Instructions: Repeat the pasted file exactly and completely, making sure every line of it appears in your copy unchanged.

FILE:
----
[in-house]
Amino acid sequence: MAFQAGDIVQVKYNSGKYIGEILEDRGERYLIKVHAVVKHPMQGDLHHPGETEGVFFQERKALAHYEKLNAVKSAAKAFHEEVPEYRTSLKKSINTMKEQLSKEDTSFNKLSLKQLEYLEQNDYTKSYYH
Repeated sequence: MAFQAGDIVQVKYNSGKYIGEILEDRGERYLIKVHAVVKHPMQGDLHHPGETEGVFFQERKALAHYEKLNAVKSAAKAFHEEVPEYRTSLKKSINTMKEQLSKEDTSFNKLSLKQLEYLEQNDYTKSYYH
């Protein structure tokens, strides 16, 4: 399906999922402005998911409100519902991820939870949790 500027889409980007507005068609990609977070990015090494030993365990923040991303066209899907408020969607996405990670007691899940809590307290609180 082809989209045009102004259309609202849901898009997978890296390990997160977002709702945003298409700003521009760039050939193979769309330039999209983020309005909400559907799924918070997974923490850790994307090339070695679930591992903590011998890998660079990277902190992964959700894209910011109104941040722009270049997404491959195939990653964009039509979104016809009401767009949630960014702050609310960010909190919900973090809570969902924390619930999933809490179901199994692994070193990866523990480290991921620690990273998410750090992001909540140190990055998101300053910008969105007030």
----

[in-house]
Amino acid sequence: MAFQAGDIVQVKYNSGKYIGEILEDRGERYLIKVHAVVKHPMQGDLHHPGETEGVFFQERKALAHYEKLNAVKSAAKAFHEEVPEYRTSLKKSINTMKEQLSKEDTSFNKLSLKQLEYLEQNDYTKSYYH
Repeated sequence: MAFQAGDIVQVKYNSGKYIGEILEDRGERYLIKVHAVVKHPMQGDLHHPGETEGVFFQERKALAHYEKLNAVKSAAKAFHEEVPEYRTSLKKSINTMKEQLSKEDTSFNKLSLKQLEYLEQNDYTKSYYH
């Protein structure tokens, strides 16, 4: 399906999922402005998911409100519902991820939870949790 500027889409980007507005068609990609977070990015090494030993365990923040991303066209899907408020969607996405990670007691899940809590307290609180 082809989209045009102004259309609202849901898009997978890296390990997160977002709702945003298409700003521009760039050939193979769309330039999209983020309005909400559907799924918070997974923490850790994307090339070695679930591992903590011998890998660079990277902190992964959700894209910011109104941040722009270049997404491959195939990653964009039509979104016809009401767009949630960014702050609310960010909190919900973090809570969902924390619930999933809490179901199994692994070193990866523990480290991921620690990273998410750090992001909540140190990055998101300053910008969105007030």